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AB 487/SB 450 Treatment of Animals

Animals believed to have been involved in crimes against animals, when a stray or abandoned animal may be considered unclaimed, and a court order relating to an animal taken into or held in custody
Updated 23 February 2016
rescued dog at adoption day

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Please note: AB 487/ SB 450 passed both houses and will be signed into law. 173.19 (1) reduces the so-called "stray hold" time from 7 days to 4 days. However, an amendment has been added that states: "Notwithstanding sub. (1), a political subdivision or person contracting under s. 173.151) may not euthanize the animal taken into custody under s. 173.13 (1) (a) 1. before 7 days have elapsed after custody is taken, except to alleviate physical suffering or to protect the safety of shelter staff, volunteers, or the public."  Quite frankly, we see this as something of a contradiction.

 pawprint bullet point   Final Text of Bill   pawprint bullet point   Amendment to Bill   pawprint bullet point

 pawprint bullet point   Summary & Text of AB 487/ SB 450   pawprint bullet point   DATCP Fiscal Estimate (PDF)   pawprint bullet point   AB 487 Bill History   pawprint bullet point   SB 450 Bill History   pawprint bullet point

 pawprint bullet point   Wisconsn Federated Humane Societies (WFHS) Statement   pawprint bullet point


Rescued dogs at an adoption event.       According to Wisconsn Federated Humane Societies (WFHS), legislation has been introduced in Wisconsin that will effect animal shelters, humane societies and how stray animals are managed.

       One intent of this bill (Assembly Bill 487 and the Senate companion bill SB450) is to improve the outcome for seized animals (often called Court Case animals) in Wisconsin - animals who have been taken into custody as victims of cruelty, hoarding, or animal fighting. Another primary purpose is to alter the stray-hold period from 7 days to 4 days.

       There are few disputes that many of the changes proposed are for the good. However, how indivicual shelters, rescues, or “stray hold” facilities will be affected, if this legislation becomes law, is specific to each's operation and how it is financed. Due to the variety of types facilities that will be affected, what at seems simple on the surface may have many unintended adverse, and possibly catastrophic, consequences for these facilities in the long run. There may also be unforeseen effects on owners, municipalities, district attorneys, corporation counsel, law enforcement, humane officers, courts, and the animals themselves.

        This legislation may impact some shelters in a positive way and other shelters in a negative way. There are no easy answers, but there is a lot to consider. Please read the summary of the legislation and Points to Consider below, take a look at the Wisconsn Federated Humane Societies (WFHS) website for the most up- to- date information on the legislation and, if you feel that it will affect you, your shelter, your pets, etc, please contact your state legislators -- representative and senator both -- and let them know your thoughts.

 pawprint bullet point   Find your WI State Representatives   pawprint bullet point

       As always, try to keep your message brief, and be sure to give your name, address, and phone number. Please be polite and respectful. Name-calling, and rude or abusive letters or emails will hurt, rather than help, our cause.

CURRENT LAW: Under State Statute 173 currently any dog over a year old that has been involved in animal fighting MUST be euthanized.

AB 487 / SB 450: The legislation as proposed would redefine these dogs as “unclaimed animals,” making them available to be euthanized or adopted out (presumably, when they are no longer needed as evidence).

       Points to consider: Some see this as good news, as it removes the requirement for any animal over one year in age found to have been involved in an animal fight to be euthanized. Not all dogs seized from accused dog fighters have been used in training or fighting; some may be lost or stolen pets gathered to be used as bait dogs, etc. Many argue that dogs seized from a convicted dog fighter can and should be rehabilitated and have the opportunity for loving pet homes.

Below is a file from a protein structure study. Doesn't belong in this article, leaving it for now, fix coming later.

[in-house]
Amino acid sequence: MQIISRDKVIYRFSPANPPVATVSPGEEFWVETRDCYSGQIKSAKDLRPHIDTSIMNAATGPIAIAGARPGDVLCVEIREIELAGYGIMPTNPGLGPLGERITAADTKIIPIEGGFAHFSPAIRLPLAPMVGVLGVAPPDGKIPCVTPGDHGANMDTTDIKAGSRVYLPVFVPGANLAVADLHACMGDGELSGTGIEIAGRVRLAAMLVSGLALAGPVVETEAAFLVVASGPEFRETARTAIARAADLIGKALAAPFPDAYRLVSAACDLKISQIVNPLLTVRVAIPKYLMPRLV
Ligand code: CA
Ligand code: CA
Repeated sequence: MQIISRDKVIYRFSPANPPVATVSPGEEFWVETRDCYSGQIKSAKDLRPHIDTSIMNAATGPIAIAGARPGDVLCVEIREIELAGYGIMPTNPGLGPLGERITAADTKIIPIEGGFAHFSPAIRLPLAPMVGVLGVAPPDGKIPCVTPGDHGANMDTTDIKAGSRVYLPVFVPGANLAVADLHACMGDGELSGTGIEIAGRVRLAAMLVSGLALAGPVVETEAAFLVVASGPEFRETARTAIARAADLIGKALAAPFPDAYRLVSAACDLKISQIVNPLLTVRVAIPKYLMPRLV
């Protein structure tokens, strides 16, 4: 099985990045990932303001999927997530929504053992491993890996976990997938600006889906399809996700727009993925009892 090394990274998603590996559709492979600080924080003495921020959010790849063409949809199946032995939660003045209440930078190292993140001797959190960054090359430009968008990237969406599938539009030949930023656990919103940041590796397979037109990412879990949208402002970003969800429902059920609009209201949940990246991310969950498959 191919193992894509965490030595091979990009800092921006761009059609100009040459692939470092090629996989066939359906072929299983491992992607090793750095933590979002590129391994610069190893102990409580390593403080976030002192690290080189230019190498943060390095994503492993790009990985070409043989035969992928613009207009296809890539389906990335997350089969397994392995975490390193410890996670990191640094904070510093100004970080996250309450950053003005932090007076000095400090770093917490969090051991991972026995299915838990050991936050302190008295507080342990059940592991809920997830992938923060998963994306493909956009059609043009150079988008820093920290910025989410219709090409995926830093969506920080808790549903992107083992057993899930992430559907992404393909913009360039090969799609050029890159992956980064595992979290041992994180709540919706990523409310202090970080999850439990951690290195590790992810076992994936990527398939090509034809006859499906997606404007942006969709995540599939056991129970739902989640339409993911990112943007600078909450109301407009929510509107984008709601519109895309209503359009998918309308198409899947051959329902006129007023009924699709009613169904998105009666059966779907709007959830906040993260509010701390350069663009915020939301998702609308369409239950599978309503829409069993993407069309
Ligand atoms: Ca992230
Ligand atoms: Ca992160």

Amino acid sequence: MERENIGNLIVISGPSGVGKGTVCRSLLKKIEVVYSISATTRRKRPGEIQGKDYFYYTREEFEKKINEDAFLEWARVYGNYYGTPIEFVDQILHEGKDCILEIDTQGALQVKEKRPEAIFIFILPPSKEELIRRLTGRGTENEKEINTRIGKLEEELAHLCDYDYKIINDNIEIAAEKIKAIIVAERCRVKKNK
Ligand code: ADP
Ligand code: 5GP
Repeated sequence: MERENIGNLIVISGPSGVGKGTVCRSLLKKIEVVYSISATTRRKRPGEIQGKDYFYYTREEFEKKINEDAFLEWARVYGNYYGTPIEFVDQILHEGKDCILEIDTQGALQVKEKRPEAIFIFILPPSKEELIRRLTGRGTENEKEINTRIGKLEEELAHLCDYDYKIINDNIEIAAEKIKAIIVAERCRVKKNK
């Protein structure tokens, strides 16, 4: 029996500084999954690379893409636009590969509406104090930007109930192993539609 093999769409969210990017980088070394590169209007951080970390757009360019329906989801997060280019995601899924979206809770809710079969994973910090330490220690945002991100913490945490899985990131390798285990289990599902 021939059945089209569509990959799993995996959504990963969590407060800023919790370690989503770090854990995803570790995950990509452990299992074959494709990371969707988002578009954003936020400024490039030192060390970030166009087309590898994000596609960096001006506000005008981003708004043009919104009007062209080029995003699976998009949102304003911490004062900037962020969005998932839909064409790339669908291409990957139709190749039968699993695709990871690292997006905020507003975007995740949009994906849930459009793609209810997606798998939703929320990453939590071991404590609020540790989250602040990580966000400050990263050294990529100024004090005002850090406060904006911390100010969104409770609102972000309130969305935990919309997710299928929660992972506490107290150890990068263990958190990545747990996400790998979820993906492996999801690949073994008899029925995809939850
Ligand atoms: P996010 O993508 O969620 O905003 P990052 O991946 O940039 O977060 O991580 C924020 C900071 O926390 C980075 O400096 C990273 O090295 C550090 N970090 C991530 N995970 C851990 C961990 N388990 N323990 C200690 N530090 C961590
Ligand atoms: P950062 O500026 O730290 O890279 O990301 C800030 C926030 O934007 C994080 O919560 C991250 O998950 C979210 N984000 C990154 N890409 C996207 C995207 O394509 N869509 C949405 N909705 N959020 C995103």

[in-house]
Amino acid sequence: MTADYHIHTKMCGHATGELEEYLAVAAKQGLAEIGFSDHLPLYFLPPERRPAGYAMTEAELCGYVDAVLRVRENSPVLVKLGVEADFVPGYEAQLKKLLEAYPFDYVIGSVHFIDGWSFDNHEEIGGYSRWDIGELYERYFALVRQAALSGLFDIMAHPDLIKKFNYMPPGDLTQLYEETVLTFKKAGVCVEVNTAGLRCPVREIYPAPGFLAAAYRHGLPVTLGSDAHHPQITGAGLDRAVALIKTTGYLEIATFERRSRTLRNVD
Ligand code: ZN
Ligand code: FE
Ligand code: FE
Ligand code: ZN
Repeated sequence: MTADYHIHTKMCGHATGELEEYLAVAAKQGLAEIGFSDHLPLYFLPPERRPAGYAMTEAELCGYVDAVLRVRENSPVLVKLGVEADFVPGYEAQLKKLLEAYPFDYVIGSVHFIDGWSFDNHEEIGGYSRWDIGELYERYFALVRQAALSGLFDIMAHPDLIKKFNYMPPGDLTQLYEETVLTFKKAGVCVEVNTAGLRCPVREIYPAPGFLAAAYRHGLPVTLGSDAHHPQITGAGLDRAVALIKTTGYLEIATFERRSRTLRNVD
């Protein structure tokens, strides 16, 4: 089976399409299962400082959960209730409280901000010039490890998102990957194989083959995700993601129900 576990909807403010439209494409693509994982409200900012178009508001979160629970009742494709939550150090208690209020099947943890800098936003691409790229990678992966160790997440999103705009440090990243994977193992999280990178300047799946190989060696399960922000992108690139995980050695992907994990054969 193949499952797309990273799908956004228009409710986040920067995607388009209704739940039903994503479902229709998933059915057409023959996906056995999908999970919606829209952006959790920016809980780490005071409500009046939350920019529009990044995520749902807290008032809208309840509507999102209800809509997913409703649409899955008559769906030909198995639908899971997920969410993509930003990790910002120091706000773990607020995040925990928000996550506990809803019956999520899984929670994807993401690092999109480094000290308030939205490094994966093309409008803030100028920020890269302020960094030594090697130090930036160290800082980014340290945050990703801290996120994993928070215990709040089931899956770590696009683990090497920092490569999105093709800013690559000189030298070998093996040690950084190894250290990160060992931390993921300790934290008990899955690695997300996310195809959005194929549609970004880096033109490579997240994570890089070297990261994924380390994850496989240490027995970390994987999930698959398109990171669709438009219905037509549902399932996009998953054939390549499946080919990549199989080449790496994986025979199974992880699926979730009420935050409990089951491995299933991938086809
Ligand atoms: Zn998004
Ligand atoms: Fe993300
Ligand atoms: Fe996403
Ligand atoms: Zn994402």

This is a tough one, as nobody likes to see a potentially adoptable animal euthanized, and some groups have had excellent success rehoming dogs rescued from convicted dog fighters. However, there also could be serious issues with releasing any dogs from a fighting environment to other persons, such as (but not limited to):

  1. Can a former fighting dog ever be completely trustworthy, as they are bred to be aggressive. They have been trained and rewarded for killing other dogs.

  2. Who makes the determination of adoptability? There are no provisions for temperament testing of the dogs by a qualified person before they may be adopted out.

  3. Fighting dogs present unique challenges in rehabilitation, as, in addition to the obvious, they are trained to certain “triggers” – such as the removal of a collar – which can change them in an instant from a friendly potential family pet to a raging killer.

  4. If the dog is not properly evaluated and is released to an unprepared person or family, the results could be disastrous for everyone involved – with liability issues for the facility that releases the animal.

  5. The dog may be unintentionally released to another dog fighter.

  6. Evaluation and rehabilitation of the animal may present a considerable expense to the shelter or facility, taking time and resources that might better be spent on more easily adoptable animals.

CURRENT LAW: If an animal has allegedly been used in, or is evidence of, a crime related to animals, it can be seized and retained in custody. If the owner wants the animal returned, a court must determine whether the animal is needed as evidence or if there is reason to believe that the animal has been used in fighting. If so, the animal must be retained in custody.

AB 487 / SB 450: If an animal allegedly has been used in any crime against animals or is evidence of a crime against animals, it must be retained in custody. However, the animal’s owner has 30 days to petition the court for its return and the court must hold a hearing within 20 days of receiving the application. If the court determines that the animal is not needed as evidence and that there is no reason to believe that it was used in a crime against animals, the animal must be returned to the owner. However, if the court believes that the animal is needed as evidence or if there is reason to believe that the animal has been used in fighting, it must be retained in custody.